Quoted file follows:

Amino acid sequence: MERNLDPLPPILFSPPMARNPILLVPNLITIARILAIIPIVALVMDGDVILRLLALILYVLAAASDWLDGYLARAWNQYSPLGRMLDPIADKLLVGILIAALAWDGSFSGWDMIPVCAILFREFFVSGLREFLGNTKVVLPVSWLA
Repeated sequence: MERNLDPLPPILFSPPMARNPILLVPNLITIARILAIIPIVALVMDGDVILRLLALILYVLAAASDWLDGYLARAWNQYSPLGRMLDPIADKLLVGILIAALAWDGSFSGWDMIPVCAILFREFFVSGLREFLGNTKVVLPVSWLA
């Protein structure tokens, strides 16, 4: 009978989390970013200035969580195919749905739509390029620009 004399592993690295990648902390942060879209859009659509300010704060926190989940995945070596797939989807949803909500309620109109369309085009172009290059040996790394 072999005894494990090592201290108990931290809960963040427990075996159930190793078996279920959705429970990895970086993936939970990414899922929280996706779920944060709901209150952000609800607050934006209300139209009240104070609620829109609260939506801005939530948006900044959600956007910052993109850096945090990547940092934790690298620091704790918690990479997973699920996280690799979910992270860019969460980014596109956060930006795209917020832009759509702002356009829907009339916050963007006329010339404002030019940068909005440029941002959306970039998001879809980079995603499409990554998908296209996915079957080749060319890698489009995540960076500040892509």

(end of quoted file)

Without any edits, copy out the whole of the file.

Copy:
Amino acid sequence: MERNLDPLPPILFSPPMARNPILLVPNLITIARILAIIPIVALVMDGDVILRLLALILYVLAAASDWLDGYLARAWNQYSPLGRMLDPIADKLLVGILIAALAWDGSFSGWDMIPVCAILFREFFVSGLREFLGNTKVVLPVSWLA
Repeated sequence: MERNLDPLPPILFSPPMARNPILLVPNLITIARILAIIPIVALVMDGDVILRLLALILYVLAAASDWLDGYLARAWNQYSPLGRMLDPIADKLLVGILIAALAWDGSFSGWDMIPVCAILFREFFVSGLREFLGNTKVVLPVSWLA
């Protein structure tokens, strides 16, 4: 009978989390970013200035969580195919749905739509390029620009 004399592993690295990648902390942060879209859009659509300010704060926190989940995945070596797939989807949803909500309620109109369309085009172009290059040996790394 072999005894494990090592201290108990931290809960963040427990075996159930190793078996279920959705429970990895970086993936939970990414899922929280996706779920944060709901209150952000609800607050934006209300139209009240104070609620829109609260939506801005939530948006900044959600956007910052993109850096945090990547940092934790690298620091704790918690990479997973699920996280690799979910992270860019969460980014596109956060930006795209917020832009759509702002356009829907009339916050963007006329010339404002030019940068909005440029941002959306970039998001879809980079995603499409990554998908296209996915079957080749060319890698489009995540960076500040892509």